Swordsmith: Arms & Armor

Arms & Armor have been making swords for practice and sparring since the late 80’s which makes them a very old player in the HEMA field indeed. According to themselves, they felt that they originally had a hard time building a market for swords of the federschwert type, since most customers wanted something that looked like a “real” sharp, and it wasn’t until the late 90’s that they felt that there was a growing market for the federschwert. Still, that makes their federschwert one of the oldest and most tested training swords in HEMA, particularly in North America. If you are unfamiliar with this type of swords, then I suggest you read this article before continuing.

Currently, Arms & Armor offers four training longswords in their product range; the Fechterspiel sword, the Fechtbuch sword, the Spada da Zhogo and the Montante. The first prototypes were developed at the request of several HEMA instructors and were first delivered in 2000. By mid-2002 they had been through hard testing at various venues. The first model, the Fechtbuch sword, was produced for use in fully armoured combat and half-swording. As the needs for a sword for unarmoured fencing became more important with the growing HEMA community, the lighter, more flexible and less forward-heavy Fechterspiel sword was presented.

Since then Arms & Armor have continued to tweak these swords, with input from people like Bill Grandy and others, to suit the evolving needs of the HEMA community and several clubs have asked for custom specifications which Arms & Armor are happy to provide.

According to Arms & Armor Fechterspiel translates to “assault of arms”, but it could also be translated as “Fighting Game” (similar to fechtschule), which also describes this type of sword quite well, if we by game think of it as a competition or display of skill. It is designed to be reasonably safe to practice and compete with as long as you wear appropriate protection and control.

Together with the Hanwei Federschwert, this is one of the modern ”feder” replicas that the most closely resembles a historical original at the time of writing, although the Ensifer Joachim Meyer Feder and the brand-new Pavel Moc Fechtschwert certainly look good also.

Two German training swords, ca1575-1625AD, at the New York Met. Museum of Art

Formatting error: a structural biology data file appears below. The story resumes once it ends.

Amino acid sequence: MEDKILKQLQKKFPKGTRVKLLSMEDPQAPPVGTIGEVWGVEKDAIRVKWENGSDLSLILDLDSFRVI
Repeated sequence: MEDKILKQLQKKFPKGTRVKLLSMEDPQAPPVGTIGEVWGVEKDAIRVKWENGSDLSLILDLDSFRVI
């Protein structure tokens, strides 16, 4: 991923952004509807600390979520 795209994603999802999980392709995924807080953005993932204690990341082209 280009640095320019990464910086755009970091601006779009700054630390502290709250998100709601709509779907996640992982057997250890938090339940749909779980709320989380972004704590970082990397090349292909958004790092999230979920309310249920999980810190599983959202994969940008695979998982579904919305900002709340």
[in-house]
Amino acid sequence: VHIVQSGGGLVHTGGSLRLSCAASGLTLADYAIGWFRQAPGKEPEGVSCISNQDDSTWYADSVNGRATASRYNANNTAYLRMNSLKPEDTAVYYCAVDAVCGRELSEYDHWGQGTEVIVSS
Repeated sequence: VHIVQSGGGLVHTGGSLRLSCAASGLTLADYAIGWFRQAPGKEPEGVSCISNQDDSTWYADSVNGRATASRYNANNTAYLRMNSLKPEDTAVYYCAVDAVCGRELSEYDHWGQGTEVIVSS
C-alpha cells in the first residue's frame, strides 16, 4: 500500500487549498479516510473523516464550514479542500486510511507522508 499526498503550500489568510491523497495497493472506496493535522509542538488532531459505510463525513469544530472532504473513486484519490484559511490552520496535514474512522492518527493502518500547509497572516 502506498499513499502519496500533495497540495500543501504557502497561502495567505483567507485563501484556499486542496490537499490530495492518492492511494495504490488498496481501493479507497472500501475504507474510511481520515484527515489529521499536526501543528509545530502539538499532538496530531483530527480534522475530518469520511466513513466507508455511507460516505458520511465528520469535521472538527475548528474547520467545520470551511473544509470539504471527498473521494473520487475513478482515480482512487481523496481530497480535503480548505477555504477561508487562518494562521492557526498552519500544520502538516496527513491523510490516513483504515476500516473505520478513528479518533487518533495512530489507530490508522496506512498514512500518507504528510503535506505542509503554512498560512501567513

Impressively, the Arms & Armor actually travelled to several museums around the world to be able to see the extant examples of federschwert in person. The Fechterspiel sword is based on the feders currently held at the New York Metropolitan Museum, but it also bears some resemblance to the feder in the Military Museum in Istanbul, Turkey.

The blade is a simple, flat but tapering blade without any ridge or fuller, as appears to have been more common in the 16th rather than the 15th century, where we also appear to see ridged blades on training swords. The blade is a bit thinner in taper and profile than their Fechtbuch sword “to allow for a quicker action and more flex in the blade”.

For the Americans and the Canadians, the Arms & Armor feder is slightly cheaper than the Albion Maestro Line Sparring swords, which will make it an attractive alternative for them, but for those living outside of the North-American continent, with added customs’ fees etc. that does not apply and even for those living in North-America, the price difference is really quite small. The choice more depends on your personal preferences regarding the two swords’ characteristics.

More interestingly; if you choose the standard version, the sword can be disassembled completely, since the pommel is secured with a hex nut rather than peened. For a small additional fee the sword can be delivered with a custom made wrench that makes all this easy. This might also be something to consider when travelling by air to various events, since a disassembled sword might pass customs easier. Also, for some, this will lower the shipping costs.